Head on Straight

“Are we close to being done?” The voice of my brother filled the chilly October air as he lifted his left foot and shook it. “Honestly, I don’t like my feet feeling mud between their toes.” I glanced down and saw his feet were indeed encased with muddy soil.

“Look, a bit longer until we find a perfect fit for Jack,” I said as we went closer to the end of the row of pumpkins. As had been the case of the last several rows, we weren’t able to find a pumpkin with the right size and shape. We get that carving it was a tricky business in itself, but half the battle is to find a perfect specimen. We took pumpkin carving to a whole new level. This is something we took pride in, and we wanted it to be the best it could be.

Rain, snow, sleet, and mud we would trek to find just the right squash for our plans. Complaining, whining, and plain whimpering often came from either one of us, but we knew the importance of the mission. So we trudged on until we saw it. There we stood, hands on each other’s shoulder, smiling. A pumpkin that was just the right size and shape. Not to tall, or square, or too bumpy. Together we lifted the treasure back to the car and secured it in the backseat, buckling it in.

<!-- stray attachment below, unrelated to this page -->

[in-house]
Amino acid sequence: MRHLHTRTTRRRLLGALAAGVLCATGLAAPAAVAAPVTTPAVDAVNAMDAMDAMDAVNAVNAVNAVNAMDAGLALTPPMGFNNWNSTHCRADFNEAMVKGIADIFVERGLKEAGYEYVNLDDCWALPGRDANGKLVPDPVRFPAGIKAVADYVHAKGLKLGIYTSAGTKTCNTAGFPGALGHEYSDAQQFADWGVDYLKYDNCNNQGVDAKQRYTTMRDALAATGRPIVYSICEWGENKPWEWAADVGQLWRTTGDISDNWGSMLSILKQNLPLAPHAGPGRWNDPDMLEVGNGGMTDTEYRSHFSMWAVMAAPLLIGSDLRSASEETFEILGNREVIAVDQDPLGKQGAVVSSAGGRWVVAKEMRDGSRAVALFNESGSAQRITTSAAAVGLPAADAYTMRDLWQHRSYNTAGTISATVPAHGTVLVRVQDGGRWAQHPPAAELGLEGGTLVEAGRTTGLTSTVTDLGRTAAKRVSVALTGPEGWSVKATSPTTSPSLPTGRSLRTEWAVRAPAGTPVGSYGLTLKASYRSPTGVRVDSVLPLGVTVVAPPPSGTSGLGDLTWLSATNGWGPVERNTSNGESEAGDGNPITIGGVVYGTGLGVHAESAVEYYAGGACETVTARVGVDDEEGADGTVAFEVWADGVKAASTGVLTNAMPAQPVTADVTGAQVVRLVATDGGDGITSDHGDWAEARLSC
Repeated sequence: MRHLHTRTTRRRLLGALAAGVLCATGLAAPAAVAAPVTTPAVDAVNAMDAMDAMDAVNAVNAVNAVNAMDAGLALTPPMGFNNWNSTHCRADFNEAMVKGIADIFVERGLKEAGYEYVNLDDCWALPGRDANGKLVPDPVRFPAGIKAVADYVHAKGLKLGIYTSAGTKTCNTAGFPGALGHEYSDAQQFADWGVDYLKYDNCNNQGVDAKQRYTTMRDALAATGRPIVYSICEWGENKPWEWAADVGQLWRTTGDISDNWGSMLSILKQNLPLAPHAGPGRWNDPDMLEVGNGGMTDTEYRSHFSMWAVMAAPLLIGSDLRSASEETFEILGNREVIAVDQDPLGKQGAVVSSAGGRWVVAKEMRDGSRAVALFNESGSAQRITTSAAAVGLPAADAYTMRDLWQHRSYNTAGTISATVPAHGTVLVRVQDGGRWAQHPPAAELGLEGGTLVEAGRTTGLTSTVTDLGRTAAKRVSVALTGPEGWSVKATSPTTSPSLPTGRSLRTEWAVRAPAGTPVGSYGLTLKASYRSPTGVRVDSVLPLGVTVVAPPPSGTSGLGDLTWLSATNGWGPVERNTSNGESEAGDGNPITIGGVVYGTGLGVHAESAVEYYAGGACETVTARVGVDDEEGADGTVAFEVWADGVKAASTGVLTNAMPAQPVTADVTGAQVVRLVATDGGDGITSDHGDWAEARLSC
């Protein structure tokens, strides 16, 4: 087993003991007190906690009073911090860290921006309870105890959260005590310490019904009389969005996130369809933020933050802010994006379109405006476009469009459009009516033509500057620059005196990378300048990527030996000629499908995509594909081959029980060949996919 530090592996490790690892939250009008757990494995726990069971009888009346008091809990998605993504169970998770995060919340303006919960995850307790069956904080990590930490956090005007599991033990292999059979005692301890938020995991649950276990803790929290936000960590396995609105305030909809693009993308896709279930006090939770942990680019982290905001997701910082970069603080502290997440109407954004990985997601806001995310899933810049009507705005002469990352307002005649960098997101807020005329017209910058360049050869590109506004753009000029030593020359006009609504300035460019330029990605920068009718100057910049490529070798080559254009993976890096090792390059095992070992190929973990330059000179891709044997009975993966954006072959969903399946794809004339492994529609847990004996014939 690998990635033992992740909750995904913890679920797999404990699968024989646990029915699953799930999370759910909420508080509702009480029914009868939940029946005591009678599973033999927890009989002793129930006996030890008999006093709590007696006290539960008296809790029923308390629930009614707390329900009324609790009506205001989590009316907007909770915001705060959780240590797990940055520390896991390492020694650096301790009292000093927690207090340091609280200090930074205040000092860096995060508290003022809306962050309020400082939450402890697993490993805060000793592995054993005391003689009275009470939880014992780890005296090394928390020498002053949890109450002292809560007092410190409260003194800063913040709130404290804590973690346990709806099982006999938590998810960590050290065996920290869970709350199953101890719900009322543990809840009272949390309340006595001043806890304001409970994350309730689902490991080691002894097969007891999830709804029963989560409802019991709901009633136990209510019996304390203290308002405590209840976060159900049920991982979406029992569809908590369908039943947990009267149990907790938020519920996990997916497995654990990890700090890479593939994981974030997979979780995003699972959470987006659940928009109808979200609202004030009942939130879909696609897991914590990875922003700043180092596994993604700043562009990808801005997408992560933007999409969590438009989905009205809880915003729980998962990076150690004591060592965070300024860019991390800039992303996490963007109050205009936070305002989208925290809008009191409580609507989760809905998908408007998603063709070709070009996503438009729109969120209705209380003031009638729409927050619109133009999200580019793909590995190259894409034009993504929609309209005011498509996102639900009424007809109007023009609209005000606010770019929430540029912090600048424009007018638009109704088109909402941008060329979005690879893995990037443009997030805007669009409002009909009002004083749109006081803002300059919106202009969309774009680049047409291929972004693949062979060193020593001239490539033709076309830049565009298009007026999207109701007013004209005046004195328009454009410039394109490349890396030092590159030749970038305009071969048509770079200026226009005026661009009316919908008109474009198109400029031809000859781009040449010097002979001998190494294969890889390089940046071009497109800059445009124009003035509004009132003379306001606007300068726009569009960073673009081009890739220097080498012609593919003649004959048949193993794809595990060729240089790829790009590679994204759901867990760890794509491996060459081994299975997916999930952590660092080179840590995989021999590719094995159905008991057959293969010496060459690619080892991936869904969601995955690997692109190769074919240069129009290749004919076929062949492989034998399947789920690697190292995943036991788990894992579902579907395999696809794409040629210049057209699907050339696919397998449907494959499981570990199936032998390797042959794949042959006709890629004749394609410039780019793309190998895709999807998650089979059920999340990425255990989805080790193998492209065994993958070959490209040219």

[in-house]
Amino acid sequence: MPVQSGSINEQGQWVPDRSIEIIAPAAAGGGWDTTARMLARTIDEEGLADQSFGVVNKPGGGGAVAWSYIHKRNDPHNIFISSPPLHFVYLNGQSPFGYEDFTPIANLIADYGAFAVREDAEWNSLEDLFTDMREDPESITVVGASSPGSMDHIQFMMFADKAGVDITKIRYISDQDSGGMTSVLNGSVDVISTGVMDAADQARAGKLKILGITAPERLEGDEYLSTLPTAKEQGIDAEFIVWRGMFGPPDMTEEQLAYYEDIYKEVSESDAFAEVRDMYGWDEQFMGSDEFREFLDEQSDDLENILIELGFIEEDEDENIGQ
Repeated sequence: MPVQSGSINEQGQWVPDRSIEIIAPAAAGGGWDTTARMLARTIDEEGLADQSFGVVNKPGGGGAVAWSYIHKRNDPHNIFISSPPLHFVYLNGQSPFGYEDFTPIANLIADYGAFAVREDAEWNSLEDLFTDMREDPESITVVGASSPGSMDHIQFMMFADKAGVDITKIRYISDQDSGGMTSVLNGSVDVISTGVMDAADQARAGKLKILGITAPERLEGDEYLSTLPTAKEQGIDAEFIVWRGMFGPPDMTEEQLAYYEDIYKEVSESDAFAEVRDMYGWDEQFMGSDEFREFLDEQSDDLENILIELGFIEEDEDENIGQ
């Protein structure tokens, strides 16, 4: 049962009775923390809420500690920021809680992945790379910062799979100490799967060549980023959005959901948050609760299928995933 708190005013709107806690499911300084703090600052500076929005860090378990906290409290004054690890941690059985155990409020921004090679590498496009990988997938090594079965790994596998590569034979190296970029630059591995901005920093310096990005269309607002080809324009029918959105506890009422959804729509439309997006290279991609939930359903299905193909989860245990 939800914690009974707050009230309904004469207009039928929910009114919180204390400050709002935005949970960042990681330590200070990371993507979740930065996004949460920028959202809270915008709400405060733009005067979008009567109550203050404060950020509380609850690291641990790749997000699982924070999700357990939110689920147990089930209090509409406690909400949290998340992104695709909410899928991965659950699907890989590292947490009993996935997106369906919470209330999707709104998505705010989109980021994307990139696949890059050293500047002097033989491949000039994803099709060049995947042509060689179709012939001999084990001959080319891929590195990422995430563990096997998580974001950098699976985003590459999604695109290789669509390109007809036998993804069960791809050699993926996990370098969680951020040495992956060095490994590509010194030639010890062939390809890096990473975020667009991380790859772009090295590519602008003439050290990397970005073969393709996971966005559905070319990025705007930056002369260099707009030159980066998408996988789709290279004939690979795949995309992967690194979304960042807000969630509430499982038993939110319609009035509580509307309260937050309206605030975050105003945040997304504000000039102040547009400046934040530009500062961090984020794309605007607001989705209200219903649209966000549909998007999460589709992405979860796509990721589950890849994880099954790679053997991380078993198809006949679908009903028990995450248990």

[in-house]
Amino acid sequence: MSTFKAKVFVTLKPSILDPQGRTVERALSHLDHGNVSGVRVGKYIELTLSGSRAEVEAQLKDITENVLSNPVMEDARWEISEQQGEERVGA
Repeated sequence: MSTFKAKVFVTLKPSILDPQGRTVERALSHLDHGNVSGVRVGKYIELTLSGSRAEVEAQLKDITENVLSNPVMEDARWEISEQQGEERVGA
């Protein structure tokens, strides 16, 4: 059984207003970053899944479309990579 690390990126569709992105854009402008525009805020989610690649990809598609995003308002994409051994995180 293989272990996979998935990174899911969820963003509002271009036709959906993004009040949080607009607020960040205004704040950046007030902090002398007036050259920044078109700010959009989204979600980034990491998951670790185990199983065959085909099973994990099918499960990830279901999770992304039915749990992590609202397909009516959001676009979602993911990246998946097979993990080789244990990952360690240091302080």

Driving cautiously home, we were able to avoid any damage to our reward. Setting it on the counter, knives, towels, and other required instruments were gathered.

“Dude. we got it! It’s perfect! Wait till mom and dad see it.”

“Isn’t a better one out there,” I framed it with my hands, “even tops last year’s.” And that one had been great.

We took to our task and slit a nice opening along the crown of the pumpkin, used a sliver scoop to remove the excess innards, save some at the very bottom and took to cleaning the inside walls. When that met our standards, next came the sketching of the facial features. Carefully using fine tipped markers, the eyes and mouth were done as best we could.

“Crap.” My brother had made a squiggle. “How…?”

I ticked him on the shoulder, “It’s fine but be careful ya?” I used a wet cloth to remove the mistake and fixed the line.

To work we went, through and again to complete our task, like carpenters finishing off a masterpiece.

Then it was complete. With a wicked grin, the pumpkin was ready.

We picked it up and moved it through the house to the frontyard to where our headless scarecrow waited. Using to step ladders, we mounted the head onto its owner, and got down to step back.

A few seconds later the body shivered. With a curl of its rotted hands, our friend moved and their eyes lit up.

“Like it?”

“Good job my friends,” it took up its sword, “let us commence the night’s fun!”